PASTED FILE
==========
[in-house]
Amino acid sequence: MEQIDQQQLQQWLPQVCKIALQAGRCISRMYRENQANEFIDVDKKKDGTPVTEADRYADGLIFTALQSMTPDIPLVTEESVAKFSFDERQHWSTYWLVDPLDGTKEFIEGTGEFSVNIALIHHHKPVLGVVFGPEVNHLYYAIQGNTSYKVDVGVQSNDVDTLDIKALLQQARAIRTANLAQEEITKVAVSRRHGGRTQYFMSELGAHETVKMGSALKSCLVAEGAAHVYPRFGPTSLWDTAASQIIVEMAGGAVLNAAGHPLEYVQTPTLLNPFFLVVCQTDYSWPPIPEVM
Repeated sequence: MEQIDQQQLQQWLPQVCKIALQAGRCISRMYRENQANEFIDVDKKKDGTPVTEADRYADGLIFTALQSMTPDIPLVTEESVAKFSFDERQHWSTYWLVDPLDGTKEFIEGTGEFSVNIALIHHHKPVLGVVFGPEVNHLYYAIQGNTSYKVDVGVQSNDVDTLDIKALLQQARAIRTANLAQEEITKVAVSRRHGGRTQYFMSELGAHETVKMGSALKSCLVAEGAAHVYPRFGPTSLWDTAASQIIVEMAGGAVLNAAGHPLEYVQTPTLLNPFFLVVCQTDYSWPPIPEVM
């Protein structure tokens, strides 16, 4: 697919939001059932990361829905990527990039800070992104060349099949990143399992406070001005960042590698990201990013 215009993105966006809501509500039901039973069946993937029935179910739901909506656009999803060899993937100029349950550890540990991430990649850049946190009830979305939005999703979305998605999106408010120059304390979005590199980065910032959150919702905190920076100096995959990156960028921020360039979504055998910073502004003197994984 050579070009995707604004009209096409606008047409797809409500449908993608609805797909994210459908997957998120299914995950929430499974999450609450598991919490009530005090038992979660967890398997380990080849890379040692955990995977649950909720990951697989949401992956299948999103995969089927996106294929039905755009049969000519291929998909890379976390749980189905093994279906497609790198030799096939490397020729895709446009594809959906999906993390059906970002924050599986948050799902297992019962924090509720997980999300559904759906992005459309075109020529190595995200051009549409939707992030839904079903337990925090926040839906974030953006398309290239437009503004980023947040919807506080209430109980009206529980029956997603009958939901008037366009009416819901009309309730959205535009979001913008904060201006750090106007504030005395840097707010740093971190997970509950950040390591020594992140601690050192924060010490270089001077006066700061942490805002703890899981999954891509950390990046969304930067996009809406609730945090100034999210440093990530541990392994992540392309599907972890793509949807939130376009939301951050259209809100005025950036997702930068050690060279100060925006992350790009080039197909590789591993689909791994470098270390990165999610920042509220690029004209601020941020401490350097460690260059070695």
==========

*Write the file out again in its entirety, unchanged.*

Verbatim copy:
[in-house]
Amino acid sequence: MEQIDQQQLQQWLPQVCKIALQAGRCISRMYRENQANEFIDVDKKKDGTPVTEADRYADGLIFTALQSMTPDIPLVTEESVAKFSFDERQHWSTYWLVDPLDGTKEFIEGTGEFSVNIALIHHHKPVLGVVFGPEVNHLYYAIQGNTSYKVDVGVQSNDVDTLDIKALLQQARAIRTANLAQEEITKVAVSRRHGGRTQYFMSELGAHETVKMGSALKSCLVAEGAAHVYPRFGPTSLWDTAASQIIVEMAGGAVLNAAGHPLEYVQTPTLLNPFFLVVCQTDYSWPPIPEVM
Repeated sequence: MEQIDQQQLQQWLPQVCKIALQAGRCISRMYRENQANEFIDVDKKKDGTPVTEADRYADGLIFTALQSMTPDIPLVTEESVAKFSFDERQHWSTYWLVDPLDGTKEFIEGTGEFSVNIALIHHHKPVLGVVFGPEVNHLYYAIQGNTSYKVDVGVQSNDVDTLDIKALLQQARAIRTANLAQEEITKVAVSRRHGGRTQYFMSELGAHETVKMGSALKSCLVAEGAAHVYPRFGPTSLWDTAASQIIVEMAGGAVLNAAGHPLEYVQTPTLLNPFFLVVCQTDYSWPPIPEVM
């Protein structure tokens, strides 16, 4: 697919939001059932990361829905990527990039800070992104060349099949990143399992406070001005960042590698990201990013 215009993105966006809501509500039901039973069946993937029935179910739901909506656009999803060899993937100029349950550890540990991430990649850049946190009830979305939005999703979305998605999106408010120059304390979005590199980065910032959150919702905190920076100096995959990156960028921020360039979504055998910073502004003197994984 050579070009995707604004009209096409606008047409797809409500449908993608609805797909994210459908997957998120299914995950929430499974999450609450598991919490009530005090038992979660967890398997380990080849890379040692955990995977649950909720990951697989949401992956299948999103995969089927996106294929039905755009049969000519291929998909890379976390749980189905093994279906497609790198030799096939490397020729895709446009594809959906999906993390059906970002924050599986948050799902297992019962924090509720997980999300559904759906992005459309075109020529190595995200051009549409939707992030839904079903337990925090926040839906974030953006398309290239437009503004980023947040919807506080209430109980009206529980029956997603009958939901008037366009009416819901009309309730959205535009979001913008904060201006750090106007504030005395840097707010740093971190997970509950950040390591020594992140601690050192924060010490270089001077006066700061942490805002703890899981999954891509950390990046969304930067996009809406609730945090100034999210440093990530541990392994992540392309599907972890793509949807939130376009939301951050259209809100005025950036997702930068050690060279100060925006992350790009080039197909590789591993689909791994470098270390990165999610920042509220690029004209601020941020401490350097460690260059070695």